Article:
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Disabled Dumfriesshire driver makes electric charging point plea

September 15, 2021

Latest company news about Disabled Dumfriesshire driver makes electric charging point plea

A man with a rare muscular dystrophy said that the weak infrastructure of electric vehicles may cause the disabled to “be left behind”.

David Gale, 38, from Templeland, near Lockerbie, suffers from Becker muscular dystrophy.

He said he wants his next car to be electric, but too many charging points are inappropriate.

The Scottish Transport Agency stated that ensuring accessibility for all is a “core part” of the Scottish government’s approach.

Mr. Gal said that some chargers have too small brackets for him to open the door and sit in a wheelchair.

He also cited curbs that did not fall, as well as problems with chargers, charging sockets, and cables that are too high or too heavy.

Over time, Mr. Gal’s condition will cause muscle weakness and atrophy, leading to more and more severe disabilities.

He needs help with mobility and currently drives a modified Vauxhall Astra.

David Gale says many charging points are not suitable for disabled drivers
According to Motability's plan, he will buy a new car next year, hoping to be an electric car, but he is worried about the infrastructure.

He said: "I don't want to rush to charge my car, just to go to a charging point that I can't use, because its design does not take the disabled into consideration."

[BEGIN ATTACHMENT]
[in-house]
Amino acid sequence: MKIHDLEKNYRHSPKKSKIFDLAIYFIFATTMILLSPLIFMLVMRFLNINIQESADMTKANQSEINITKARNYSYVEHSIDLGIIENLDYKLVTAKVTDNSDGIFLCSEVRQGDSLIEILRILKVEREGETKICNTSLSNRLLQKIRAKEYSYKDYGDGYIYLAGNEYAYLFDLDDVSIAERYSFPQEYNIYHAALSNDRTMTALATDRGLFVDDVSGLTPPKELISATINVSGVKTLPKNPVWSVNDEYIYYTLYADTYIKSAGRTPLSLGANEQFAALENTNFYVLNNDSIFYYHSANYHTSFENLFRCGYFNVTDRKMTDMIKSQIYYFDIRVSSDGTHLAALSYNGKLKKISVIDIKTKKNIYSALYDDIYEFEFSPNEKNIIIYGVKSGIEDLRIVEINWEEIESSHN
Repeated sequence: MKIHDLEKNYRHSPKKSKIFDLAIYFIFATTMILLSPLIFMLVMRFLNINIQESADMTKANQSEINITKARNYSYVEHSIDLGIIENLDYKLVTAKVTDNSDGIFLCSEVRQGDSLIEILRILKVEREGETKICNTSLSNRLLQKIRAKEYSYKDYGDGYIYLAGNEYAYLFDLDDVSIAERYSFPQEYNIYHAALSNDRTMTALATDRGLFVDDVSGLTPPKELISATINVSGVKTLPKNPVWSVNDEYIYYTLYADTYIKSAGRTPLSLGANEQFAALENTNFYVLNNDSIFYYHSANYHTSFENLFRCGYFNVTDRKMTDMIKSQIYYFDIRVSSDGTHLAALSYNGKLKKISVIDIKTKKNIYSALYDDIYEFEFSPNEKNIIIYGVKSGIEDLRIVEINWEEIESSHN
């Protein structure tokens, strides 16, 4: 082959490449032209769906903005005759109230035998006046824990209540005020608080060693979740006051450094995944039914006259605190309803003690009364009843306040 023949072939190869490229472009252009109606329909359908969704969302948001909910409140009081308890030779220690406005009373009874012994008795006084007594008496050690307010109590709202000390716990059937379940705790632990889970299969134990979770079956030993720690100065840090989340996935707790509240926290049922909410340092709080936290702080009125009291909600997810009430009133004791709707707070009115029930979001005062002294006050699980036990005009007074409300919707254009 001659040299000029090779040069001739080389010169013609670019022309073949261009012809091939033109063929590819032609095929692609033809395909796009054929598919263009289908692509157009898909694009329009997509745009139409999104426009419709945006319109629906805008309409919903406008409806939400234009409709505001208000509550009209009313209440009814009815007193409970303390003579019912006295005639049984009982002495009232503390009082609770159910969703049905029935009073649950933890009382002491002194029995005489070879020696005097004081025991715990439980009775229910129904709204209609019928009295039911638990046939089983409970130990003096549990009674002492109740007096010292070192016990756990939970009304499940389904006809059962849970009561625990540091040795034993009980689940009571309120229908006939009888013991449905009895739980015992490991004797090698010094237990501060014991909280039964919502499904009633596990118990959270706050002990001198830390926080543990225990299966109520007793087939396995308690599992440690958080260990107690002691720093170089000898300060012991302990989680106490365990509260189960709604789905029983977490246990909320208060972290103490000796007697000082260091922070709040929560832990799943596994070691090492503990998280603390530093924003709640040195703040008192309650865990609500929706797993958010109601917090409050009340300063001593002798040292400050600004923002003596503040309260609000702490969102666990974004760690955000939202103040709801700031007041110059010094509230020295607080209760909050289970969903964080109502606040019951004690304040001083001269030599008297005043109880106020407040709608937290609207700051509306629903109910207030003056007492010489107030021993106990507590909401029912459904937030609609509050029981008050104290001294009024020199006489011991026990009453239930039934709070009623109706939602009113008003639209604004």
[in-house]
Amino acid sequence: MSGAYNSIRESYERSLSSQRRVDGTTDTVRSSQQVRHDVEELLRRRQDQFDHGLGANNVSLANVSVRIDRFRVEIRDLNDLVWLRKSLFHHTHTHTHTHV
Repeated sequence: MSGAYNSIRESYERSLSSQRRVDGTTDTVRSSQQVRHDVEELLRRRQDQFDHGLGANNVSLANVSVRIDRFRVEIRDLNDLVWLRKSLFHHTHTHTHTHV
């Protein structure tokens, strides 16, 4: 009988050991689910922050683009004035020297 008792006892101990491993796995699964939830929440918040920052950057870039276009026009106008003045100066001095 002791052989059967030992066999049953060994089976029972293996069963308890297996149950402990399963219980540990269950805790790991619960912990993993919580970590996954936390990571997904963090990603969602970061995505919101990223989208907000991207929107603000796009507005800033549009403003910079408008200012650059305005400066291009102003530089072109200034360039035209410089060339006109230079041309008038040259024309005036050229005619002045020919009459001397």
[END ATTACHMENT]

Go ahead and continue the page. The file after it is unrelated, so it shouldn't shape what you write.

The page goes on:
"It feels like I have been discriminated against.

"First, all charging points should be accessible, otherwise you will have to spend more money to correct them in a few decades.

"With the approach of the sales ban on new gasoline and diesel vehicles in 2030, the disabled must not be left behind."

Robert Burley of British muscular dystrophy said that Mr. Gale’s situation underscores the frequency with which people with disabilities are considered "after the fact".

'Easier to access'
The Scottish Transport Agency stated that all chargers supported by the Scottish government must meet the requirements of its Good Practice Guidelines.

It stated that this means that the installation should take into account the responsibilities set out in the Equality Act, including issues such as markings and falling curbs.

The Scottish Transport Agency added that it is working with Scottish companies to improve the design of charging points for electric vehicles to make them "easier to use".

It also worked with the Department of Transport and the British Standards Institute to develop standards for accessible vehicle charging points.

A set of consulting standards will be developed next summer to provide specifications for installers and operators in Scotland and the United Kingdom.

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